Philosophy as good advice

Philosophy has always been an art of conversation. Much of what we know about the thoughts of philosophers in the past we can only read in their books, but rarely have they lived purely reclusive lives, without any contact to others. At the very least they were engaged in a silent discourse with their predecessors; most had teachers, students and like-minded friends whose works they followed, and with whom they have discussed their own ideas; many had lively exchanges with the broader public. Philosophy in general, and reflection on ethical questions in particular, benefits greatly from honest and intense dialogue with those who share our estimation for it.

Especially in important matters, like how one should live, your ways of sharing your insights should reflect the insights themselves. If you think that you have gained by reflecting, then do respect the capacity for reflection in others: accept that they can, and will, think and decide for themselves. You may suggest and advise, but the choices are theirs.

There is more value in advising someone than in missionizing them — it simply shows more respect for the reason and intelligence of who you talk to. It still leaves it their decision what to think, and how to feel. (If, on the other hand, you try to decide for someone else, you attempt to take choices away from them. In a sense, you act to restrain, not to empower them.) And respecting their decision is not just more honest and helpful towards them: if you think about it, it is also more valuable for you. Partly that is because a considerate and respectful attitude towards others is in itself an honorable quality; partly it is because an inability to respect diverging views in others, even if you have good reason to believe them false, might indicate a questionable element in your own personality.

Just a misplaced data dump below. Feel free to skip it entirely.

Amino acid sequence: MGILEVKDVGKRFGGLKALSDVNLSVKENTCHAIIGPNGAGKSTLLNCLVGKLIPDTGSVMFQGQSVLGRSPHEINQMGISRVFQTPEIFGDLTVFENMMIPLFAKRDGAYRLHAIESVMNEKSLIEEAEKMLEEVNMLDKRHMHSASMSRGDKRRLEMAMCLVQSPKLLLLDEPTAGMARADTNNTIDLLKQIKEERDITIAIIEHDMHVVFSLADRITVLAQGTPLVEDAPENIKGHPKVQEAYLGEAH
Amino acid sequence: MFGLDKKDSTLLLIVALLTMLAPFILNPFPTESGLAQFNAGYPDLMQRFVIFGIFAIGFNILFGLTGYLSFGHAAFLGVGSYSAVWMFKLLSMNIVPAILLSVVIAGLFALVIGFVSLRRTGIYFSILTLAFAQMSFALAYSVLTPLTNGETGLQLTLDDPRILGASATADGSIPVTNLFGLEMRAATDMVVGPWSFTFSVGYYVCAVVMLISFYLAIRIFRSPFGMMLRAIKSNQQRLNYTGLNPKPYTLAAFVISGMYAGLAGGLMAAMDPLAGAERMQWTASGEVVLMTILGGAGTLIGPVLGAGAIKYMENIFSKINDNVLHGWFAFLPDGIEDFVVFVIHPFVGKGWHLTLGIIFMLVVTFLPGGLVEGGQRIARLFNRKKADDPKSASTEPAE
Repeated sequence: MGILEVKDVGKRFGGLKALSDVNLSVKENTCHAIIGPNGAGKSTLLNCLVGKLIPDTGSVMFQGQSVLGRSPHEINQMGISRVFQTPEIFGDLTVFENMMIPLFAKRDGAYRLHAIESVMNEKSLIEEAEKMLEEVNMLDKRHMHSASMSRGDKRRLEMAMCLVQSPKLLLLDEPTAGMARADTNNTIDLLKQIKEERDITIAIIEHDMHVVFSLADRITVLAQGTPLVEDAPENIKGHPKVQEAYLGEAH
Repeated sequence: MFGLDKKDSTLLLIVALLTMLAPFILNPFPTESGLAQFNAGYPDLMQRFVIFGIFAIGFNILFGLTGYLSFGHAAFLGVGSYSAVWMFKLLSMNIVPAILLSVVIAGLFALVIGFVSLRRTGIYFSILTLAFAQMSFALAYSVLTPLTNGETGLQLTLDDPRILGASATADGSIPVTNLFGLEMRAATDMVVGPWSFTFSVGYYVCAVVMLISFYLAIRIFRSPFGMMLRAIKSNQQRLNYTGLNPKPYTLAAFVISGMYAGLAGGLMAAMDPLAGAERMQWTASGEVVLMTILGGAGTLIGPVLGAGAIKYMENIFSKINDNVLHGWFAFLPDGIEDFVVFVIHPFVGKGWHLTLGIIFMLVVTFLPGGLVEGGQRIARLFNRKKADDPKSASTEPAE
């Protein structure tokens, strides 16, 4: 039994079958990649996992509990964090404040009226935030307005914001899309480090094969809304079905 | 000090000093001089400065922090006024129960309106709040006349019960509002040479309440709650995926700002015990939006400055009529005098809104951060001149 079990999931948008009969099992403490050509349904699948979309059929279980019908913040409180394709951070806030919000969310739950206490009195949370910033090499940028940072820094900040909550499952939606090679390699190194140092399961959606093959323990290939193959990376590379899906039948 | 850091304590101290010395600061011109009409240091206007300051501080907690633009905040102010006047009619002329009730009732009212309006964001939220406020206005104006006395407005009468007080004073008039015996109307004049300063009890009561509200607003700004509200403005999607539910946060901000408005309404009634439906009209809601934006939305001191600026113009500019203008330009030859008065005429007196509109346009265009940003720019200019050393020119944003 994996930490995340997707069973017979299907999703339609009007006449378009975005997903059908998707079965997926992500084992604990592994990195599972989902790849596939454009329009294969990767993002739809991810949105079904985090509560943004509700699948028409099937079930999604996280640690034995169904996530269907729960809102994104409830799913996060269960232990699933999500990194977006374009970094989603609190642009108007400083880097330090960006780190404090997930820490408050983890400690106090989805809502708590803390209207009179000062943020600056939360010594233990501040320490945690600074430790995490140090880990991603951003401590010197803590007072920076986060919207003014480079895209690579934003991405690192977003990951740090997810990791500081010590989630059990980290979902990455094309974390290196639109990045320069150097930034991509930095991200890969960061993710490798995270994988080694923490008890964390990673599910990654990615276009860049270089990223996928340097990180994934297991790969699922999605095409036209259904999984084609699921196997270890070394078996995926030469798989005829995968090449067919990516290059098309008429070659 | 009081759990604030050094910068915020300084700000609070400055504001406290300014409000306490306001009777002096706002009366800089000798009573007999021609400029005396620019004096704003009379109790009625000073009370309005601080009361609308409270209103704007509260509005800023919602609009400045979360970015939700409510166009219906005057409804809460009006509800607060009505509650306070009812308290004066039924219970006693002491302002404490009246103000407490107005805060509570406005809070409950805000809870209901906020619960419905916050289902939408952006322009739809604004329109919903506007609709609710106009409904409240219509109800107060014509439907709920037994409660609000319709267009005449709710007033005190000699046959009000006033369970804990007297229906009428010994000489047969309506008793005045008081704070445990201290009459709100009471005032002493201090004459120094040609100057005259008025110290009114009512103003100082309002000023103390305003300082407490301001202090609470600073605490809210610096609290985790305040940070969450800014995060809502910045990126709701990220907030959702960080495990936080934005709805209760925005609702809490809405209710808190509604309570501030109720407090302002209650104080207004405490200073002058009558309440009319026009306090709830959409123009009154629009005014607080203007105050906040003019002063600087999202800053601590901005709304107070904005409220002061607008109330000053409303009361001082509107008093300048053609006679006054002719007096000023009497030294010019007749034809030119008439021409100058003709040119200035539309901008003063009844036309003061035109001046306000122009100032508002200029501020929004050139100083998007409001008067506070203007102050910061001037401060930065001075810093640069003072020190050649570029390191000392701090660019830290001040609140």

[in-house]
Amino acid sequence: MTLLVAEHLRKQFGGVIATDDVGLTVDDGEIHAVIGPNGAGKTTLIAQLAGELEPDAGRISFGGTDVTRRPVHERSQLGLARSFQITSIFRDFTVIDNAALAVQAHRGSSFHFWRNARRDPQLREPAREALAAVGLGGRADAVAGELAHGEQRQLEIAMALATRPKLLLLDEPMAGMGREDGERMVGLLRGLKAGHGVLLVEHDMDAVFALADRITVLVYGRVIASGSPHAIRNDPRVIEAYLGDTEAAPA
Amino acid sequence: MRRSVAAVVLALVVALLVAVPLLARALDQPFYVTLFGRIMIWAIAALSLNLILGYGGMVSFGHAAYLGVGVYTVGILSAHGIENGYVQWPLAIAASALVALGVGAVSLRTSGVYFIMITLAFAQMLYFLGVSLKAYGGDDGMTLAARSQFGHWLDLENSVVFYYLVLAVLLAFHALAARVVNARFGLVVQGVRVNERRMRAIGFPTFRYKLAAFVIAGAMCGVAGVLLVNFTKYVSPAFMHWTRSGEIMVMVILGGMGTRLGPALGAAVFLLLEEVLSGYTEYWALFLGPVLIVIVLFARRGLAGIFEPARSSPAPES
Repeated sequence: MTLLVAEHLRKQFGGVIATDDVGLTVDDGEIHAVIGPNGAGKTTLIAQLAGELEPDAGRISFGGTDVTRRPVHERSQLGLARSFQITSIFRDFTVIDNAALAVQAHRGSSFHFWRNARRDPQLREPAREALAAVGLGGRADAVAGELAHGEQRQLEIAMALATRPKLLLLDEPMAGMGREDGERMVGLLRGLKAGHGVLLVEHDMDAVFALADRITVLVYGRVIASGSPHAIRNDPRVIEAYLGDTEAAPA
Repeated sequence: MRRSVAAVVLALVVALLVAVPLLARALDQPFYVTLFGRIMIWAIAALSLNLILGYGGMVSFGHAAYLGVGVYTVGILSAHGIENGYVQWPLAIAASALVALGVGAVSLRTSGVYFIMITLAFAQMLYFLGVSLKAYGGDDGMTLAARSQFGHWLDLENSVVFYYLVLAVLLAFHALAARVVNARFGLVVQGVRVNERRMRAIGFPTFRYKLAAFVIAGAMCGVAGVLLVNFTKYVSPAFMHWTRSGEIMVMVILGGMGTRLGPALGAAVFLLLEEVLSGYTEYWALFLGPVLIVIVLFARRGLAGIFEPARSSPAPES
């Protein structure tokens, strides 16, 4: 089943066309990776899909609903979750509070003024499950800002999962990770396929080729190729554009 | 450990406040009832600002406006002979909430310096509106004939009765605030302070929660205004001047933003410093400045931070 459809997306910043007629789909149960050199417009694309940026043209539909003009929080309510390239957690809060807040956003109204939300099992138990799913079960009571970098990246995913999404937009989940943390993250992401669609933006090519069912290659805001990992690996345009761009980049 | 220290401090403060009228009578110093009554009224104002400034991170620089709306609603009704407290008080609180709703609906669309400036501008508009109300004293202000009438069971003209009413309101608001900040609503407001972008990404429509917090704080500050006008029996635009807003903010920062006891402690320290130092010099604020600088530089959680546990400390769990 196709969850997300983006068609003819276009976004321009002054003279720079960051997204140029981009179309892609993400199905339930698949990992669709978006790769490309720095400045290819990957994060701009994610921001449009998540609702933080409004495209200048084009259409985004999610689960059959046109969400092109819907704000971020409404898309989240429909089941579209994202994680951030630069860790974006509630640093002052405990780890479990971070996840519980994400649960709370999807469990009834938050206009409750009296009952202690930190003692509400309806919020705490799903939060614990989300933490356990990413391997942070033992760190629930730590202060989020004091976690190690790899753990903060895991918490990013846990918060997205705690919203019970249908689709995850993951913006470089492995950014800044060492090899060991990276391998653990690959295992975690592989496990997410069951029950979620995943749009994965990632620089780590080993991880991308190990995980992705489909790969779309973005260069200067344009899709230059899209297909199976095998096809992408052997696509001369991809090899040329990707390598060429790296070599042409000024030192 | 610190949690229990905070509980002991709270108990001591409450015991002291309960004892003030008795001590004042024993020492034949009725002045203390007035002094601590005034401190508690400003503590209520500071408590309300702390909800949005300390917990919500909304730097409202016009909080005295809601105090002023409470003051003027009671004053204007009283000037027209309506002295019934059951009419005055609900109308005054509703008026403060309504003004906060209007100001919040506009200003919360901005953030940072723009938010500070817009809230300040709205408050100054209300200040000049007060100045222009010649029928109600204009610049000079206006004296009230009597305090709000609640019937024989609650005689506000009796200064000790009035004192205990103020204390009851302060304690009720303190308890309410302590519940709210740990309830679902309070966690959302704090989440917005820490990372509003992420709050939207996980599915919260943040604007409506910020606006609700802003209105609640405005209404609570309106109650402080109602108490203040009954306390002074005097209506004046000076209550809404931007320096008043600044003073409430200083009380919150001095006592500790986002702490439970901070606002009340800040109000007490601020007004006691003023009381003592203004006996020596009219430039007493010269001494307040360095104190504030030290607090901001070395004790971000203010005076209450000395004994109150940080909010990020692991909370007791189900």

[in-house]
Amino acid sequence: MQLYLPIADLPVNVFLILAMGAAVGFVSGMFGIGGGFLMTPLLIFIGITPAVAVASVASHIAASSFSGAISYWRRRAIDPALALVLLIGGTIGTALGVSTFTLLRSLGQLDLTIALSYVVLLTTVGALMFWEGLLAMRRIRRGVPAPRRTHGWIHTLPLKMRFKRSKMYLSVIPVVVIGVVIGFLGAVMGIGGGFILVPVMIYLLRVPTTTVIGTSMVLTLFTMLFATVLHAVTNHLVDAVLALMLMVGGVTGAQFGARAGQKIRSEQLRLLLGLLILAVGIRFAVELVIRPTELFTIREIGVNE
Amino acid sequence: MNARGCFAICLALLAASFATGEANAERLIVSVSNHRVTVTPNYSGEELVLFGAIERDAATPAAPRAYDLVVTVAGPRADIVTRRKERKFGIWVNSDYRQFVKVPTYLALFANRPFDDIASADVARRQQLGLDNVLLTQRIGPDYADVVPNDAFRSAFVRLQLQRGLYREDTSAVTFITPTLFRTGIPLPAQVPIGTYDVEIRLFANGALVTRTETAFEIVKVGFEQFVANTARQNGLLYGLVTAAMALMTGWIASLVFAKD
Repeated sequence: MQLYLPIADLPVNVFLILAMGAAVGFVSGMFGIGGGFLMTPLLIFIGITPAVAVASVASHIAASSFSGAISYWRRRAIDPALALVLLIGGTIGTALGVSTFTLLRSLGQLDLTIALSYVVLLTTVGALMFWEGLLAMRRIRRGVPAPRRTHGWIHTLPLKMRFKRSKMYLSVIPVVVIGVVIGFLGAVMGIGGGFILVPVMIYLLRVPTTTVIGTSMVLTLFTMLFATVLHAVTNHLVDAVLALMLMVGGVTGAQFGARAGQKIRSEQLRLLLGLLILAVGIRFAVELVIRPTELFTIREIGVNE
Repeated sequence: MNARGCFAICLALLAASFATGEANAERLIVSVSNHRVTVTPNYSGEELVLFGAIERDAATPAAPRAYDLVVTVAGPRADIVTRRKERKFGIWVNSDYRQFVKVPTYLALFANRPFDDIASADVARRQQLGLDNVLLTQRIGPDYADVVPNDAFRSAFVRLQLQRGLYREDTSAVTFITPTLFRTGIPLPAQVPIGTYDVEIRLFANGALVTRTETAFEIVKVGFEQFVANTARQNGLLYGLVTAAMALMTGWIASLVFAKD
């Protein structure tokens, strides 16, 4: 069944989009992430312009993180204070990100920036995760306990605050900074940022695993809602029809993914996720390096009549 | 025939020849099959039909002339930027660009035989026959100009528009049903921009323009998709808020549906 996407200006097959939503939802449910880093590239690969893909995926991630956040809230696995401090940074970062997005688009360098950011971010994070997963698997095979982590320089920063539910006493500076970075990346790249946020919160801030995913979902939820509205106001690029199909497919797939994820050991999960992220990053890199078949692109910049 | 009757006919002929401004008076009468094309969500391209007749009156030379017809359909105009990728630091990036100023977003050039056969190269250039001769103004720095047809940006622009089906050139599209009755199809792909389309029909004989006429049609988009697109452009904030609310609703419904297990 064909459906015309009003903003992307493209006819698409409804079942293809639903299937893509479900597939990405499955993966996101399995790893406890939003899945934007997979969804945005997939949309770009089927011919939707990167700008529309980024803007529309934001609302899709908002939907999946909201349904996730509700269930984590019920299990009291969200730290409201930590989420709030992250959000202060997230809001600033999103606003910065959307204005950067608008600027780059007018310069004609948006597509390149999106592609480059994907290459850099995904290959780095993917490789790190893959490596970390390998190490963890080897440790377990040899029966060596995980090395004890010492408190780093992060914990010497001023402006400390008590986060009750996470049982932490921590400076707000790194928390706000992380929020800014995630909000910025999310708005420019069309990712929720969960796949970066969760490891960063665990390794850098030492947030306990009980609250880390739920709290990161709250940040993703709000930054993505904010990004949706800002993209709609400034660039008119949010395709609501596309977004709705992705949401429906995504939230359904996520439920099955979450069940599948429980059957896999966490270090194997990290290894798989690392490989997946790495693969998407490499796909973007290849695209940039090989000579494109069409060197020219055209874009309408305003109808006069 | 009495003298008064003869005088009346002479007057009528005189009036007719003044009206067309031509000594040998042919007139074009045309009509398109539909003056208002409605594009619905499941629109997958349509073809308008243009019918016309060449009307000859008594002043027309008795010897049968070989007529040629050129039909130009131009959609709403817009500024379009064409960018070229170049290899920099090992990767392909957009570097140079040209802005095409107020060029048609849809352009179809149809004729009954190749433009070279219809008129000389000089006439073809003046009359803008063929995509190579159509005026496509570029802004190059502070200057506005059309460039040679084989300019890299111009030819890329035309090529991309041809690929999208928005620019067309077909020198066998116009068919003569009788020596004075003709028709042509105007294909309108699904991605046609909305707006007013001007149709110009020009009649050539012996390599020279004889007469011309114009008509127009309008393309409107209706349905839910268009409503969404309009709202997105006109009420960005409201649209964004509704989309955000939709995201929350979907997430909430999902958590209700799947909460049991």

What does it mean if you find yourself hesitant to accept that someone thinks and feels differently than you do? Do you find a delight in getting others converted over to your own position? Do you see this as a game, or contest? Or is there a fear behind it, are you perhaps afraid that their differing views may influence you? An uncertainty may be at work here that you have about your own views, and possibly you should scrutinize them. You may have to correct them; perhaps add some qualifications, make them more nuanced; or you might confirm them, providing them with a firmer basis — in any case, you'll gain from the exercise, and you are better off having done it than you would have been if you'd just ignored your doubts.

If you find yourself compelled to press someone on a subject where you've given advice that hasn't stuck with them: ask yourself why it should be so important to you to change their mind. Take care.
Copyright © 2007-2012 by Leif Frenzel. All rights reserved.